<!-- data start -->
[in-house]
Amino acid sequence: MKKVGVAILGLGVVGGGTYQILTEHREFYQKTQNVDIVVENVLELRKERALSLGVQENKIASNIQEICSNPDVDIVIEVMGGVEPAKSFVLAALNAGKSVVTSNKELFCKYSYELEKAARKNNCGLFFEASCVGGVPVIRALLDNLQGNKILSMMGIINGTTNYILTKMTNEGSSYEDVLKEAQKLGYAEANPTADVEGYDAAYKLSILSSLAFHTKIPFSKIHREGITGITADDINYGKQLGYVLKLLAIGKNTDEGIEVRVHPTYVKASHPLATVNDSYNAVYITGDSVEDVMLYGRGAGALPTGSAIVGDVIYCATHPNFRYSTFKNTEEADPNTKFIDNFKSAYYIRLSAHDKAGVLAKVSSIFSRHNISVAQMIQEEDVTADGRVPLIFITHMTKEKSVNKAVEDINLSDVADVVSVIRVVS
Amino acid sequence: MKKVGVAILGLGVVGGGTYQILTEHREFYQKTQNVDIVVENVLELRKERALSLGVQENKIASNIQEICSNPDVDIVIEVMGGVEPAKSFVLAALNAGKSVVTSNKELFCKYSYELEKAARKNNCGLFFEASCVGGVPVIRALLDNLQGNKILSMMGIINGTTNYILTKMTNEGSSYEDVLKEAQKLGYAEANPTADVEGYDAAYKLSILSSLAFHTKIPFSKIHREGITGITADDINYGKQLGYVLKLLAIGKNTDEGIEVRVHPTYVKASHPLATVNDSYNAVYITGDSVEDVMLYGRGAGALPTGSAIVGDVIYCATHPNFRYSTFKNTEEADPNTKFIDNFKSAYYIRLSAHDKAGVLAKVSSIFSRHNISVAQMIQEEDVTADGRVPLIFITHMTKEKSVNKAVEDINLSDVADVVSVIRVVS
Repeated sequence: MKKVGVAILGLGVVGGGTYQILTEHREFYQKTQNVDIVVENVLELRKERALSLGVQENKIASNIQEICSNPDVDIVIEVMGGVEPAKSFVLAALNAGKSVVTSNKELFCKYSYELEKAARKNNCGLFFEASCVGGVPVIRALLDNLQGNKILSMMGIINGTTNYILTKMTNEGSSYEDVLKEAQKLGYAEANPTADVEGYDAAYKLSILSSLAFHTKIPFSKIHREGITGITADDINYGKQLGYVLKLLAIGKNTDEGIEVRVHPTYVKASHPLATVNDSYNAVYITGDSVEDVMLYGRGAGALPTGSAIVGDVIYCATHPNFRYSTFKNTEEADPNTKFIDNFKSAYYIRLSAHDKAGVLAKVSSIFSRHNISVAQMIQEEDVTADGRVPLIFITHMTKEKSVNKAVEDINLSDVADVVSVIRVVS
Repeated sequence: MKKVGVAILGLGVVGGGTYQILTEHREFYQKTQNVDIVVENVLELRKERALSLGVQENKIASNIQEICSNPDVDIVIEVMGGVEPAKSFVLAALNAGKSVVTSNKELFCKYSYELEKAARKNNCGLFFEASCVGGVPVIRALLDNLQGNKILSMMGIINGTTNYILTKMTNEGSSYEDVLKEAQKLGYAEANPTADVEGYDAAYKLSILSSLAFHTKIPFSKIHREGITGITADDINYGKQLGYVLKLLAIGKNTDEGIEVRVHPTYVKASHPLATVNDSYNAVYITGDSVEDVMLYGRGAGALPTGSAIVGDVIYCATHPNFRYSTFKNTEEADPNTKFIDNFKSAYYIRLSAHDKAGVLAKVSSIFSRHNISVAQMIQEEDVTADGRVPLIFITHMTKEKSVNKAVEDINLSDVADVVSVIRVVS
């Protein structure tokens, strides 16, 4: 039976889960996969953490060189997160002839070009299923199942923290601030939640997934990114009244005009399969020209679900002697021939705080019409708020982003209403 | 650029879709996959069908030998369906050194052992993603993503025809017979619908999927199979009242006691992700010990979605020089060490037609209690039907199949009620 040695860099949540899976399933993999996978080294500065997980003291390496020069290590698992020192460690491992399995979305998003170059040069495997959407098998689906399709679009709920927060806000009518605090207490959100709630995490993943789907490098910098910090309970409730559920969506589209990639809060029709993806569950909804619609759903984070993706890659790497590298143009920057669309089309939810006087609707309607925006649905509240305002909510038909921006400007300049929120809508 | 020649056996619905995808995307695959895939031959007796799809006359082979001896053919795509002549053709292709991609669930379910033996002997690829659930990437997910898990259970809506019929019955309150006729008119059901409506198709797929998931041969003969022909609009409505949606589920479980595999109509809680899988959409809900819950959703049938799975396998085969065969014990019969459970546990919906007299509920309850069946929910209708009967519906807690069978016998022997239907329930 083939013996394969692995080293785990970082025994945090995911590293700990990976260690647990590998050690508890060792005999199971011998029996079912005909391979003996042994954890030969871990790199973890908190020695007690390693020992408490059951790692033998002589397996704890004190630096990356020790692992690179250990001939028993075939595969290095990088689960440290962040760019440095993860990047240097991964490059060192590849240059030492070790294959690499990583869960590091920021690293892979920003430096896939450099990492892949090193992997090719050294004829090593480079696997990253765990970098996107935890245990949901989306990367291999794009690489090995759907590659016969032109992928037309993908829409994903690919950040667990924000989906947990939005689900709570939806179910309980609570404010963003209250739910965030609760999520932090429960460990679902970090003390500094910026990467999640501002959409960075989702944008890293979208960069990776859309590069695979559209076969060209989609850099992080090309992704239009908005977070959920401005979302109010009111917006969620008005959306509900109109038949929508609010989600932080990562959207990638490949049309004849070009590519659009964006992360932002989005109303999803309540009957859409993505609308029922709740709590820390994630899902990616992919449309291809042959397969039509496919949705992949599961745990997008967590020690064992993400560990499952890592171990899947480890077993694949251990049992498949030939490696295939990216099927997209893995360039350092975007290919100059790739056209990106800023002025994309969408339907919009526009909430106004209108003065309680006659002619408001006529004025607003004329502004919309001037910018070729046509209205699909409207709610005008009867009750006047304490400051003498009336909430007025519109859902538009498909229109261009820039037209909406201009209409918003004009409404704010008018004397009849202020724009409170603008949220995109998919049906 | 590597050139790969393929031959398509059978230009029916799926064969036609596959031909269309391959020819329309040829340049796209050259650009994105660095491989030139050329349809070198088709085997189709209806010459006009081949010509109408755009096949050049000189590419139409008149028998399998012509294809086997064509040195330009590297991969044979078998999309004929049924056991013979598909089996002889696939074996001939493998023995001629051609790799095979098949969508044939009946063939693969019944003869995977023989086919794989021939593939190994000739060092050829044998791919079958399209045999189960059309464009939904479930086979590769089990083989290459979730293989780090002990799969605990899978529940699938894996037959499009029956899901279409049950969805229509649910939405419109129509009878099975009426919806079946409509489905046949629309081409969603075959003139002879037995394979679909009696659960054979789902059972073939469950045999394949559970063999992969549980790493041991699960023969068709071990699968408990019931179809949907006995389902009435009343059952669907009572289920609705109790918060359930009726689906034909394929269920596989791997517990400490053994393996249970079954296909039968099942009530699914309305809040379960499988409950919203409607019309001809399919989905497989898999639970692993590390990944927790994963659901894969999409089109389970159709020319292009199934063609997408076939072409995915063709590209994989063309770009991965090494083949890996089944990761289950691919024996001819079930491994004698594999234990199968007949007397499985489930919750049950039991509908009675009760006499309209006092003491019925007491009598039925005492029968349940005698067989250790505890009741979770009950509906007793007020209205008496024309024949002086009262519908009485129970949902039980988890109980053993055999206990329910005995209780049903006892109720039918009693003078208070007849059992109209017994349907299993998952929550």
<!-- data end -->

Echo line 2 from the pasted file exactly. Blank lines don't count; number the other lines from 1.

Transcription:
Amino acid sequence: MKKVGVAILGLGVVGGGTYQILTEHREFYQKTQNVDIVVENVLELRKERALSLGVQENKIASNIQEICSNPDVDIVIEVMGGVEPAKSFVLAALNAGKSVVTSNKELFCKYSYELEKAARKNNCGLFFEASCVGGVPVIRALLDNLQGNKILSMMGIINGTTNYILTKMTNEGSSYEDVLKEAQKLGYAEANPTADVEGYDAAYKLSILSSLAFHTKIPFSKIHREGITGITADDINYGKQLGYVLKLLAIGKNTDEGIEVRVHPTYVKASHPLATVNDSYNAVYITGDSVEDVMLYGRGAGALPTGSAIVGDVIYCATHPNFRYSTFKNTEEADPNTKFIDNFKSAYYIRLSAHDKAGVLAKVSSIFSRHNISVAQMIQEEDVTADGRVPLIFITHMTKEKSVNKAVEDINLSDVADVVSVIRVVS